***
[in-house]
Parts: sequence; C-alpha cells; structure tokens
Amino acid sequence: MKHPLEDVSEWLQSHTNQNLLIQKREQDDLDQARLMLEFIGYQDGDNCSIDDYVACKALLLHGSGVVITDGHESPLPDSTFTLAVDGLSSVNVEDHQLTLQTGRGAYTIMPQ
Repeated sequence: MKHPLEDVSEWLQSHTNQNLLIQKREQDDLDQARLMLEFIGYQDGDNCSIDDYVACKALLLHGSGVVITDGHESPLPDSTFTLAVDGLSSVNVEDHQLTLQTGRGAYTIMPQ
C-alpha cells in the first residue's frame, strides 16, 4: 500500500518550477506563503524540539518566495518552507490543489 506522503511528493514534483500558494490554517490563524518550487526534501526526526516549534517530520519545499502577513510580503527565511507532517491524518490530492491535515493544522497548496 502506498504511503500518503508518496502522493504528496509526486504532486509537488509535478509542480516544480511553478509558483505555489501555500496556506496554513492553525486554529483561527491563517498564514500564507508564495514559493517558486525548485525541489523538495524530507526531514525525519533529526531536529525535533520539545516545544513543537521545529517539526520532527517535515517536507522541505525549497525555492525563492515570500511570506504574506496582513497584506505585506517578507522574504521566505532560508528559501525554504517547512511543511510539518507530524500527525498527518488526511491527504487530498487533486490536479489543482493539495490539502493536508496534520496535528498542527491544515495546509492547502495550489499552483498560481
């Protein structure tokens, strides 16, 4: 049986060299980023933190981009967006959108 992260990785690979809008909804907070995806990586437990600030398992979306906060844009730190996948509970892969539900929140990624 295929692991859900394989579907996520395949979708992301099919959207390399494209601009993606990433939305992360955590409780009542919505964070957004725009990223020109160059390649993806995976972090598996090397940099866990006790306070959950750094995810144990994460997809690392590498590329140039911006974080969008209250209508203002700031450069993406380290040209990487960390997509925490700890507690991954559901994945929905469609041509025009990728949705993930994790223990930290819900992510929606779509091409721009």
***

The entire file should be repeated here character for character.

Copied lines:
[in-house]
Parts: sequence; C-alpha cells; structure tokens
Amino acid sequence: MKHPLEDVSEWLQSHTNQNLLIQKREQDDLDQARLMLEFIGYQDGDNCSIDDYVACKALLLHGSGVVITDGHESPLPDSTFTLAVDGLSSVNVEDHQLTLQTGRGAYTIMPQ
Repeated sequence: MKHPLEDVSEWLQSHTNQNLLIQKREQDDLDQARLMLEFIGYQDGDNCSIDDYVACKALLLHGSGVVITDGHESPLPDSTFTLAVDGLSSVNVEDHQLTLQTGRGAYTIMPQ
C-alpha cells in the first residue's frame, strides 16, 4: 500500500518550477506563503524540539518566495518552507490543489 506522503511528493514534483500558494490554517490563524518550487526534501526526526516549534517530520519545499502577513510580503527565511507532517491524518490530492491535515493544522497548496 502506498504511503500518503508518496502522493504528496509526486504532486509537488509535478509542480516544480511553478509558483505555489501555500496556506496554513492553525486554529483561527491563517498564514500564507508564495514559493517558486525548485525541489523538495524530507526531514525525519533529526531536529525535533520539545516545544513543537521545529517539526520532527517535515517536507522541505525549497525555492525563492515570500511570506504574506496582513497584506505585506517578507522574504521566505532560508528559501525554504517547512511543511510539518507530524500527525498527518488526511491527504487530498487533486490536479489543482493539495490539502493536508496534520496535528498542527491544515495546509492547502495550489499552483498560481
């Protein structure tokens, strides 16, 4: 049986060299980023933190981009967006959108 992260990785690979809008909804907070995806990586437990600030398992979306906060844009730190996948509970892969539900929140990624 295929692991859900394989579907996520395949979708992301099919959207390399494209601009993606990433939305992360955590409780009542919505964070957004725009990223020109160059390649993806995976972090598996090397940099866990006790306070959950750094995810144990994460997809690392590498590329140039911006974080969008209250209508203002700031450069993406380290040209990487960390997509925490700890507690991954559901994945929905469609041509025009990728949705993930994790223990930290819900992510929606779509091409721009």